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Australia has a de facto second currency: frequent flier miles

A croupier turns the roulette at the Brussels Casino owned by the Casinos Austria International November 25, 2005. The casino is the first to be built in Brussels. It has an area of 6200 square metres and offers 13 gaming tables, 201 slot machines, and will open on January 19, 2006. REUTERS/Francois Lenoir - RTR1BMXC
Reuters/Francois Lenoir
When it comes to betting on frequent flier miles, the house always wins.
Published This article is more than 2 years old.

Of all the reasons consumers have to be wary of corporate loyalty programs, this may be the biggest: When a company starts to lose value, so too do its loyalty points.

A prominent example: Australia’s Qantas Airlines, whose frequent flier program has been a strong play for the company. In fact, it was the only bright spot in its annual earnings report last week: The company reported a $2.6-billion yearly loss overall, but its loyalty program, which counts more than 10 million members (nearly half Australia’s total population), posted a record profit in its fifth consecutive year of double-digit earnings growth.

There are pros and cons to this setup. Frequent passengers on Qantas get a lot more than just miles for flights, including golf club privileges and an “online mall,” in which fliers can spend points gleaned from purchases at retailers such as Apple, eBay, Neiman Marcus and Selfridges (the retailers buy the points from Qantas to lure customers to their sites). Neiman Marcus, for instance, offers five points for every $1 spent on its wares, while Apple and eBay offer two points for every $1. There are also a lot of bonuses for retailers, like consulting services, data mining and gift card programs.

But just as a central bank can devalue its currency when the economy is in trouble, a loyalty-heavy airline can devalue its points. In the face of razor-thin margins, many airlines have been doing just that. As they’ve spent more on luring affluent fliers with luxurious cabins and amenities, one way of containing costs has been to restructure awards programs. United Airlines and Delta, for instance, have ratcheted up the miles needed to buy awards tickets and made it harder to achieve elite status. Airlines such as Delta have also severely limited their ration of rewards seats. Below are results published in the Wall Street Journal of a test of seat availability across airlines last year.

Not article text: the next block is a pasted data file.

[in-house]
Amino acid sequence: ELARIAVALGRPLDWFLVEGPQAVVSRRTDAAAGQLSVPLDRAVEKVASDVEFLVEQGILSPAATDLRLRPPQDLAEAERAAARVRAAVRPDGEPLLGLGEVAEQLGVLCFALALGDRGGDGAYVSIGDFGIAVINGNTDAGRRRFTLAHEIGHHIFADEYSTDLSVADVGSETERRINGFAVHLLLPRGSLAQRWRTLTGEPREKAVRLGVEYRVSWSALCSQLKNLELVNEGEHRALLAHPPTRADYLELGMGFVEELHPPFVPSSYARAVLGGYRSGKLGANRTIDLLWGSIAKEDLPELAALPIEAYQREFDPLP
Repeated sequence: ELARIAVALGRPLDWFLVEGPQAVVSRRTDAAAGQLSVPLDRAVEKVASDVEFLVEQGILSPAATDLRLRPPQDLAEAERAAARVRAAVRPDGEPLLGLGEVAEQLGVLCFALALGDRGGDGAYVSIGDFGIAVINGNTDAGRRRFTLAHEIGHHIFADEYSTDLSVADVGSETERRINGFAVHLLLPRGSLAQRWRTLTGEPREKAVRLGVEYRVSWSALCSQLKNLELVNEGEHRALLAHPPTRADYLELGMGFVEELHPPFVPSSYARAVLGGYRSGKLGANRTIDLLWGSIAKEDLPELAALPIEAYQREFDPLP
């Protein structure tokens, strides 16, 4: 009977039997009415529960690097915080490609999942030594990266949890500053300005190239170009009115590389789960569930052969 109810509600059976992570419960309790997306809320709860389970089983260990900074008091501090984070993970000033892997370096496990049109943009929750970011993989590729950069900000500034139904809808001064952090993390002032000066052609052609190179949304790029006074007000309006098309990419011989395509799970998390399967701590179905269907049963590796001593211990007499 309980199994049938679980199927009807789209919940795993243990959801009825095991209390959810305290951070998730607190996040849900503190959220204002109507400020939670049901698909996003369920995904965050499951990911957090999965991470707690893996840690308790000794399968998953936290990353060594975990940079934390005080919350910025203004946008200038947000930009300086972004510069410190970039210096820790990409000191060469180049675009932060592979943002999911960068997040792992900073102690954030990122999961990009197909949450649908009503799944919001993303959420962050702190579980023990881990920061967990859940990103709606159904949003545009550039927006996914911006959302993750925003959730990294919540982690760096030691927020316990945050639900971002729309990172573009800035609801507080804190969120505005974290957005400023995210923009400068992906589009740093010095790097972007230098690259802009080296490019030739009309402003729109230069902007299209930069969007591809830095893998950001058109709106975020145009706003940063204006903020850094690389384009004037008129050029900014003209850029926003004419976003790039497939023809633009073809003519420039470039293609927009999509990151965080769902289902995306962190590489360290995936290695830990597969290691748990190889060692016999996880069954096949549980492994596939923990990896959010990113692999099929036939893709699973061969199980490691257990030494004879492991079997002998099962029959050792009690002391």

Researchers looked for two seats on each airline’s 10 busiest long routes and 10 busiest short routes on 14 different round-trip dates between June and October.

For its part, Qantas has responded to financial troubles by floating the idea of selling its frequent flier business, and in July it revamped its points system so that fliers earn points based on their ticket class, rather than the distance flown. In other words, the biggest rewards go to the people who pay the most.

Qantas has said the changes create a “fairer, more simplified program. ” Loyal followers disagree.

Wow – @QantasAirways . Not sure how punishing your most loyal customers and frequent flyers helps you save $252m. #frequentfailer #qantas

— Nick Condon (@nickcondon) March 27, 2014

QANTAS continues it’s strategy of alienating passengers by reducing frequent flier points for cheaper fares. #qantas #expassenger

— Gary Newcombe (@newkstar) March 27, 2014

There’s at least one way for frequent fliers to push back. Just as currency holders might ditch a plummeting currency, Qantas points holders could dodge long-term devaluation by quickly cashing out.

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